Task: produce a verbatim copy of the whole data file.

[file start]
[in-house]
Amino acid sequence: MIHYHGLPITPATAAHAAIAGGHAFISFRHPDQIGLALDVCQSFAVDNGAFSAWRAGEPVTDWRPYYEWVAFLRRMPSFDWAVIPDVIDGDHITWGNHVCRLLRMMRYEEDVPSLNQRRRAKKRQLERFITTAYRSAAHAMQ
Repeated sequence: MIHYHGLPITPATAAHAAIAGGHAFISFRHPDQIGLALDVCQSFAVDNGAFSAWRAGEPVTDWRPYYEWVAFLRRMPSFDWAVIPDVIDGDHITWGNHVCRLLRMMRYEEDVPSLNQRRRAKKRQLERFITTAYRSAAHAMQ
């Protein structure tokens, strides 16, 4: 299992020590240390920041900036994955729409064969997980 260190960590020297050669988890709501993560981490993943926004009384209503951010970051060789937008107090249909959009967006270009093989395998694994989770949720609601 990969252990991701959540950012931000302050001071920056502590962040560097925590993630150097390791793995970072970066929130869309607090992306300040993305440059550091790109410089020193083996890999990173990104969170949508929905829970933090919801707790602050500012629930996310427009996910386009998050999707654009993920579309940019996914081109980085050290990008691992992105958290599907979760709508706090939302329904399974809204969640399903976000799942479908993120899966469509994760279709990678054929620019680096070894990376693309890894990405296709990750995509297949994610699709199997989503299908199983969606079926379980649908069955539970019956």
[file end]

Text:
[in-house]
Amino acid sequence: MIHYHGLPITPATAAHAAIAGGHAFISFRHPDQIGLALDVCQSFAVDNGAFSAWRAGEPVTDWRPYYEWVAFLRRMPSFDWAVIPDVIDGDHITWGNHVCRLLRMMRYEEDVPSLNQRRRAKKRQLERFITTAYRSAAHAMQ
Repeated sequence: MIHYHGLPITPATAAHAAIAGGHAFISFRHPDQIGLALDVCQSFAVDNGAFSAWRAGEPVTDWRPYYEWVAFLRRMPSFDWAVIPDVIDGDHITWGNHVCRLLRMMRYEEDVPSLNQRRRAKKRQLERFITTAYRSAAHAMQ
């Protein structure tokens, strides 16, 4: 299992020590240390920041900036994955729409064969997980 260190960590020297050669988890709501993560981490993943926004009384209503951010970051060789937008107090249909959009967006270009093989395998694994989770949720609601 990969252990991701959540950012931000302050001071920056502590962040560097925590993630150097390791793995970072970066929130869309607090992306300040993305440059550091790109410089020193083996890999990173990104969170949508929905829970933090919801707790602050500012629930996310427009996910386009998050999707654009993920579309940019996914081109980085050290990008691992992105958290599907979760709508706090939302329904399974809204969640399903976000799942479908993120899966469509994760279709990678054929620019680096070894990376693309890894990405296709990750995509297949994610699709199997989503299908199983969606079926379980649908069955539970019956």